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Blinded Iraqi boy 'Hamoody' gets asylum to stay in U.S.

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By Yoshiaki Nohara
Herald Writer
Published:
SNOHOMISH -- A blind Iraqi boy who was brought to Snohomish after being shot in the face in Iraq received political asylum on Monday, his foster mother said.
Muhammed "Hamoody" Jauda, 5, will be able to live with his Snohomish foster parents, Randy and Julie Robinett Smith.
A lawyer working pro bono filed a petition in May seeking asylum on behalf of Hammoody. Asylum will let the boy stay in America legally, even though his visa expired on May 16.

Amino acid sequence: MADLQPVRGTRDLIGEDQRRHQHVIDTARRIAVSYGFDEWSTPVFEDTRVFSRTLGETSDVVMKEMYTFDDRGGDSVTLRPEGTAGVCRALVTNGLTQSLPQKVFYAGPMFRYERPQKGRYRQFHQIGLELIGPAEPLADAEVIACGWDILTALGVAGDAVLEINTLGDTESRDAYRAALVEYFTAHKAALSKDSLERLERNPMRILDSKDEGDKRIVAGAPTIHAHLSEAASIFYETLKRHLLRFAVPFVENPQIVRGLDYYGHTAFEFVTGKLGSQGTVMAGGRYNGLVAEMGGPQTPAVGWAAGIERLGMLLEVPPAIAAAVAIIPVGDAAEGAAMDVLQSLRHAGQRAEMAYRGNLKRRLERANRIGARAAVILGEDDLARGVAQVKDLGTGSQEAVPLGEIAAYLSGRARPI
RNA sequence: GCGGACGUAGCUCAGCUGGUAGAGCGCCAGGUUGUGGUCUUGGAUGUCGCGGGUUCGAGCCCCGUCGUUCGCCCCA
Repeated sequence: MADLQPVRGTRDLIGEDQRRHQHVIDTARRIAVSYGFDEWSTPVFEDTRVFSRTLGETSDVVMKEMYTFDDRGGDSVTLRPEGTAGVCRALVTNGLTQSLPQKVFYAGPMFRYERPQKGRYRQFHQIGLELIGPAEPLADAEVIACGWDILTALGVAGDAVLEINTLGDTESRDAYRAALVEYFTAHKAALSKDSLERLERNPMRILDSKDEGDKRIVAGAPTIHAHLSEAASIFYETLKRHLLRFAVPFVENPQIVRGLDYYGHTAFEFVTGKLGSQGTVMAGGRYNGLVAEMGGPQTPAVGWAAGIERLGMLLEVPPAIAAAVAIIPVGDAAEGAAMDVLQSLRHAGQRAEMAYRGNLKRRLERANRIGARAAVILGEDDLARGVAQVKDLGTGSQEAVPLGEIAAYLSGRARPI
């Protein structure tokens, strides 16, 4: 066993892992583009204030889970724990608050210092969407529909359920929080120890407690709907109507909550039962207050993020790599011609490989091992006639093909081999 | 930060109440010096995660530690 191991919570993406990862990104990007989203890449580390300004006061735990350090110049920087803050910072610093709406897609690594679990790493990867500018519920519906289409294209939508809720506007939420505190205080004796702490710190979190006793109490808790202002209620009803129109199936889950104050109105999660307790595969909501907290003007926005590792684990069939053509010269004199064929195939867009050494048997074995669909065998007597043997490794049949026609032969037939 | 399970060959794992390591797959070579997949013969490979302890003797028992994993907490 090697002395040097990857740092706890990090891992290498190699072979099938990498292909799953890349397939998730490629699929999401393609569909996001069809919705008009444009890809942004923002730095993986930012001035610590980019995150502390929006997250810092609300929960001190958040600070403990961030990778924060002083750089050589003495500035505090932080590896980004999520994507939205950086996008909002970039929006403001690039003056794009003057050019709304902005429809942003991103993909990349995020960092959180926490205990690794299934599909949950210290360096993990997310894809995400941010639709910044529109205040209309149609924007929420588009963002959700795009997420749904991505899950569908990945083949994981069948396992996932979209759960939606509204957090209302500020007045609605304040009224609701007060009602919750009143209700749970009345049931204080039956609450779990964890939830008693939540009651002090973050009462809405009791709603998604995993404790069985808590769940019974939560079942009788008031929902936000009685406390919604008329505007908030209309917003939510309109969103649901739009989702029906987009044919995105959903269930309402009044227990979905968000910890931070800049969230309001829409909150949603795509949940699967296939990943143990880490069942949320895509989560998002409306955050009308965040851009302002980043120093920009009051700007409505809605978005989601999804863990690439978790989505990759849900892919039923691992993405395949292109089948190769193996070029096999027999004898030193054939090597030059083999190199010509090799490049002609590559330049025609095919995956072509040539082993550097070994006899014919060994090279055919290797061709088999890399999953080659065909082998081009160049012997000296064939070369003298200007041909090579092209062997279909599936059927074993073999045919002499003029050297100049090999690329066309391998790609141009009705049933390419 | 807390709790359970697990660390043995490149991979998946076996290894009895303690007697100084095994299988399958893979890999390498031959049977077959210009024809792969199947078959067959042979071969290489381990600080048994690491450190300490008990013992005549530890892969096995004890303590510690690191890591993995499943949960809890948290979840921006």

Hamoody was 2 when he and his family were attacked in Baghdad in May 2005. He was shot in the face with a shotgun. He lost his right eye; his remaining eye went blind.
A year later, Hamoody was brought to Snohomish by Healing the Children, a Spokane-based international nonprofit group that helps children get medical treatment. Since then, Hamoody has lived with the Smiths. He has undergone two surgeries to rebuild his face and help him breathe.
Originally, Hamoody was scheduled to go back to Iraq after receiving medical treatment. That changed when doctors decided that the boy will not regain his eyesight. His parents have asked the Smiths to raise their son in America.
Story tags » HealthHuman InterestWar

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